Velvet Barrios: Popular Culture and Chicana/o Sexualities  

Palgrave Macmillan 2002

 Alicia Gaspar de Alba (Author), Tomas Ybarra Frausto (Author)

In Chicano/a popular culture, nothing signifies the working class, highly-layered, textured, and metaphoric sensibility known as "rasquache aesthetic" more than black velvet art. The essays in this volume examine that aesthetic by looking at icons, heroes, cultural myths, popular rituals, and border issues as they are expressed in a variety of ways.

The contributors dialectically engage methods of popular cultural studies with discourses of gender, sexuality, identity politics, representation, and cultural production. In addition to a hagiography of "locas santas," the book includes studies of the sexual politics of early Chicana activists in the Chicano youth movement, the representation of Latina bodies in popular magazines, the stereotypical renderings of recipe books and calendar art, the ritual performance of Mexican femaleness in the quinceañera, and mediums through which Chicano masculinity is measured.

Sor Juana's Second Dream

Library Journal

In her first novel, poet and Chicano studies scholar Gaspar de Alba brings to life Sor Juana Ines de la Cruz, a prolific, brilliant, and complex author and nun of 17th-century Mexico.

Although Sor Juana left behind several volumes of published writings, the more personal details of her life remain sketchy. Gaspar de Alba has artfully combined excerpts from the writings with explicit, fictionalized journal entries to create a vibrant, if sometimes anachronistic, account of a complex life.

Long adored in Mexico, Sor Juana has only recently become popular in the United States. She is often considered North America's first lesbian feminist writer, and Gaspar de Alba clearly shares this view.

Eminently readable, this book is recommended for larger public libraries; readers desiring a more conservative biography might prefer Nobel laureate Octavio Paz's Sor Juana; or, The Traps of Faith (LJ 9/1/88).--Mary Margaret Benson, Linfield Coll. Lib., McMinnville, OR Copyright 1999 Cahners Business Information.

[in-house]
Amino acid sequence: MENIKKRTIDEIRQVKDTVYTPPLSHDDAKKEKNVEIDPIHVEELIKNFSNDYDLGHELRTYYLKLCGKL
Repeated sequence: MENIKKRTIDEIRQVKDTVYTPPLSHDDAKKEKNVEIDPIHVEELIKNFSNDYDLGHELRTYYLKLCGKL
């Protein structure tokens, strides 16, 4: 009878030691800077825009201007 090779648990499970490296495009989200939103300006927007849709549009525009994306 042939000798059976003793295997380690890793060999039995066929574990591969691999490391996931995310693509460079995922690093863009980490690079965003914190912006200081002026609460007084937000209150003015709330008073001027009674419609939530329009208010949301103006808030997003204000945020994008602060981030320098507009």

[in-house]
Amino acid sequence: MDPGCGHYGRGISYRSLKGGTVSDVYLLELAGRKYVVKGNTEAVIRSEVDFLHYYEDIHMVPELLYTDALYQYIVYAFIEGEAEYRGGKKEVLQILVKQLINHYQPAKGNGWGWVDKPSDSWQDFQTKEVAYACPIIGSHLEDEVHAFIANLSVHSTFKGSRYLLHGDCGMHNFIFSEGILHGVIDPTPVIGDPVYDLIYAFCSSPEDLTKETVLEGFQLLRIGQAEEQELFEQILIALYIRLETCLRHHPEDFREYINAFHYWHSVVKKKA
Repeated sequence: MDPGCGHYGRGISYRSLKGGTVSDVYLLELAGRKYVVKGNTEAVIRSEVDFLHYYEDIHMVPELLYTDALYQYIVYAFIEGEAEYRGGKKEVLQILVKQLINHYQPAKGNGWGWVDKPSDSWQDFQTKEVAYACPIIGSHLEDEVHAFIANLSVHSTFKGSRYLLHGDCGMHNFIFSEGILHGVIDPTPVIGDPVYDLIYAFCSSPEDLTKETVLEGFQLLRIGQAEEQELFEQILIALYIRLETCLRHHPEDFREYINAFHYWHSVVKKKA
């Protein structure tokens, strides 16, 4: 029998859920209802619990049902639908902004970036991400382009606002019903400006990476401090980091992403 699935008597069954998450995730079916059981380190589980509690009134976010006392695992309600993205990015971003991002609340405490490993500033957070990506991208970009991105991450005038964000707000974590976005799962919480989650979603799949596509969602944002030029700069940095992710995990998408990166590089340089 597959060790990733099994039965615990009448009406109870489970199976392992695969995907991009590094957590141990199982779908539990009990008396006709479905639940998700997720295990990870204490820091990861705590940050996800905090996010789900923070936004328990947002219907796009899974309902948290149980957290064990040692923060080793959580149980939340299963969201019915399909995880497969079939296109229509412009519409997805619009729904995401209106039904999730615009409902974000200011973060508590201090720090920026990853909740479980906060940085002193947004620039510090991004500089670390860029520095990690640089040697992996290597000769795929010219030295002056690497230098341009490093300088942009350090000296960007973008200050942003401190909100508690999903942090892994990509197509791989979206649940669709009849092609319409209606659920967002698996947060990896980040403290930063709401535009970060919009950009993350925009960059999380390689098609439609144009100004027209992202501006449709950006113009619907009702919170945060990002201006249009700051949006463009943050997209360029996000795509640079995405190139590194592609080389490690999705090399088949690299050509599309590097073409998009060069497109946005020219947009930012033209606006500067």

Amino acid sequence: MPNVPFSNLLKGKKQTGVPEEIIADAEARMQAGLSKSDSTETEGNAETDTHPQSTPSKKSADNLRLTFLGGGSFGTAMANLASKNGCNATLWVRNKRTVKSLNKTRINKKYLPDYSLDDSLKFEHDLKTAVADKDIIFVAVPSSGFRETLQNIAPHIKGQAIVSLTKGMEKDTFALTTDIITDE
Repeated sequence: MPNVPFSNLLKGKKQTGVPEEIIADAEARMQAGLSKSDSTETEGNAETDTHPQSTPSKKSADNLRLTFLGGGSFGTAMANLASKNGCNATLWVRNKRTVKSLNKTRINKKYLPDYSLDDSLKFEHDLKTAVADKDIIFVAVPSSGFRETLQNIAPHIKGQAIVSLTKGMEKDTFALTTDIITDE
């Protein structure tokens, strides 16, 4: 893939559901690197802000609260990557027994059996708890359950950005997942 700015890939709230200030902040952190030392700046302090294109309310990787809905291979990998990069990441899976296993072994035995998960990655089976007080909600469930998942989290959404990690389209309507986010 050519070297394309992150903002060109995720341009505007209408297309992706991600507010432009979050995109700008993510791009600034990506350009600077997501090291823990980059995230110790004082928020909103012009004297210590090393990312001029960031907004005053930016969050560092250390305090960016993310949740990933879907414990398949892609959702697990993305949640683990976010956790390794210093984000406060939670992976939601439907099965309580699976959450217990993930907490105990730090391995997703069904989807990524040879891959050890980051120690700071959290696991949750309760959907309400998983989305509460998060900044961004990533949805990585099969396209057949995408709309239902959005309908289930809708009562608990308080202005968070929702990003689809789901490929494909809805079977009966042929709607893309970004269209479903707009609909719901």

Chicano Art Inside/Outside The Master's House  
University of Texas Press, 1998

In the early 1990s a major exhibition--"Chicano Art: Resistance and Affirmation, 1965-1985"--toured major museums across the United States. The exhibit attracted both praise and controversy. This book presents the first interdisciplinary cultural study of the CARA exhibit. Alicia Gaspar de Alba shows how the exhibit reflected, and serves as a model for, the cultural and sexual politics of the Chicano Movement. 20 color and 58 b&w photos. (from the publisher)  

The Mystery of Survival and Other Stories 
  (Bilingual Press, 1993)
In The Mystery of Survival and Other Stories, Gaspar de Alba considers the boundaries between sexes, lovers, cultures, generations, and beliefs and presents a body of work that allows her characters to both defy and celebrate these borders. This collection is peopled by those tenaciously exploring their places in the world: an ambitious young Mexican American reporter who quietly comes to understand the profound impermeability of this boundary as his Anglo editor refuses to see him as anything but an underling; a young woman haunted by the memories of her childhood along the United States/Mexico border; a boy who crosses the brittle line his parents have drawn between each other and chooses to show his allegiance to his mother. Gaspar de Alba reveals characters who, by exploring these boundaries, learn to define themselves and, ultimately, discover not just how to survive, but to flourish. (from the publisher)

"Beggar on the Cordoba Bridge," 
collection of poems in Three Times A Woman: Chicana Poetry  
(Bilingual Press, 1989) 

Bueno, what a resume. I emailed the professora a few days ago to see what else is happening, so Pluma Fronteriza hopes to update you soon.


Dagoberto Gilb's Secrets

The Digital Dunes blog put out a post on Dagoberto Gilb: "Last month, I wrote about "Uncle Rock"" by Dagoberto Gilb and the reader complained that there was "no impact." READ MORE